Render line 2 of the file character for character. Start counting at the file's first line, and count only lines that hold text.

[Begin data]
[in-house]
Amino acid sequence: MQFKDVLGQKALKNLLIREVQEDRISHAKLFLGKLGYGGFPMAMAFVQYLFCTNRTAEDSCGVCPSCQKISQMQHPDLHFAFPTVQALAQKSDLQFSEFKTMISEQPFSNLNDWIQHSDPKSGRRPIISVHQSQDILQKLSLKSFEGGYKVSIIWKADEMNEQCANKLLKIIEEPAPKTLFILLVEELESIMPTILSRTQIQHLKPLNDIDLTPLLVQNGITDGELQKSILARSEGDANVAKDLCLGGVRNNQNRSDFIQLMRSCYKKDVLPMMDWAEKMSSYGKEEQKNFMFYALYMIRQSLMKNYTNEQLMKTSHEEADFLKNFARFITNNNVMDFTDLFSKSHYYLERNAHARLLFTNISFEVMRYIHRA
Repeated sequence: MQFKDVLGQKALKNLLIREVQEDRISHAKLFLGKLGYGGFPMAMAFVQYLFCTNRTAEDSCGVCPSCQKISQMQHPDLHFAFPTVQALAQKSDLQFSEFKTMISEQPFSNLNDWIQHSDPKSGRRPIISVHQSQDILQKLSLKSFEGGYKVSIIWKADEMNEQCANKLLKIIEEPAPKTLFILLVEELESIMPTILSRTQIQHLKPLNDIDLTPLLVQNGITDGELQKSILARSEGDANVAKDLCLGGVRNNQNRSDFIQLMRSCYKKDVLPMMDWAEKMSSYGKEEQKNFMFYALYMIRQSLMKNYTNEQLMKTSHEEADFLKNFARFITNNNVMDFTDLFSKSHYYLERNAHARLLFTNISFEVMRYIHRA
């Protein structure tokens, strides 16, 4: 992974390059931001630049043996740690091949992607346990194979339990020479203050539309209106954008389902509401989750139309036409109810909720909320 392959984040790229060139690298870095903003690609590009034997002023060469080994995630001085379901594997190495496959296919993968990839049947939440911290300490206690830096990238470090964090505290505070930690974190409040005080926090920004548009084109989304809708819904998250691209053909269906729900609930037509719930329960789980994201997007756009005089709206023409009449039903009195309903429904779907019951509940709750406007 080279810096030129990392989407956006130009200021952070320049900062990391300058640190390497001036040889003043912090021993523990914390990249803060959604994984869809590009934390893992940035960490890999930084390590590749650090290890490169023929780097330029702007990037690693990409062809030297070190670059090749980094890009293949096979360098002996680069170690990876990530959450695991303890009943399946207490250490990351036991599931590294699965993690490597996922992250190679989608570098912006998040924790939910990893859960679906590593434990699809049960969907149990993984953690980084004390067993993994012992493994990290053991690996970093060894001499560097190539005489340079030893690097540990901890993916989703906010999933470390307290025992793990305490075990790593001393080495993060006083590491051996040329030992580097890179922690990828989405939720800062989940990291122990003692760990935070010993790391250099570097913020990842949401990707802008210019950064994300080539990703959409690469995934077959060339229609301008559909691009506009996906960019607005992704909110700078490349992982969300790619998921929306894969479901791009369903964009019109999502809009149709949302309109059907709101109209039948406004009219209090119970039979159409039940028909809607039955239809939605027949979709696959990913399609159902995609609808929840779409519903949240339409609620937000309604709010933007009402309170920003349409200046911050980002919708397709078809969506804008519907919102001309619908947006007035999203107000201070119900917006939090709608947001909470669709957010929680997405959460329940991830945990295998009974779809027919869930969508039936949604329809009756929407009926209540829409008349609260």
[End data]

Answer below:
Amino acid sequence: MQFKDVLGQKALKNLLIREVQEDRISHAKLFLGKLGYGGFPMAMAFVQYLFCTNRTAEDSCGVCPSCQKISQMQHPDLHFAFPTVQALAQKSDLQFSEFKTMISEQPFSNLNDWIQHSDPKSGRRPIISVHQSQDILQKLSLKSFEGGYKVSIIWKADEMNEQCANKLLKIIEEPAPKTLFILLVEELESIMPTILSRTQIQHLKPLNDIDLTPLLVQNGITDGELQKSILARSEGDANVAKDLCLGGVRNNQNRSDFIQLMRSCYKKDVLPMMDWAEKMSSYGKEEQKNFMFYALYMIRQSLMKNYTNEQLMKTSHEEADFLKNFARFITNNNVMDFTDLFSKSHYYLERNAHARLLFTNISFEVMRYIHRA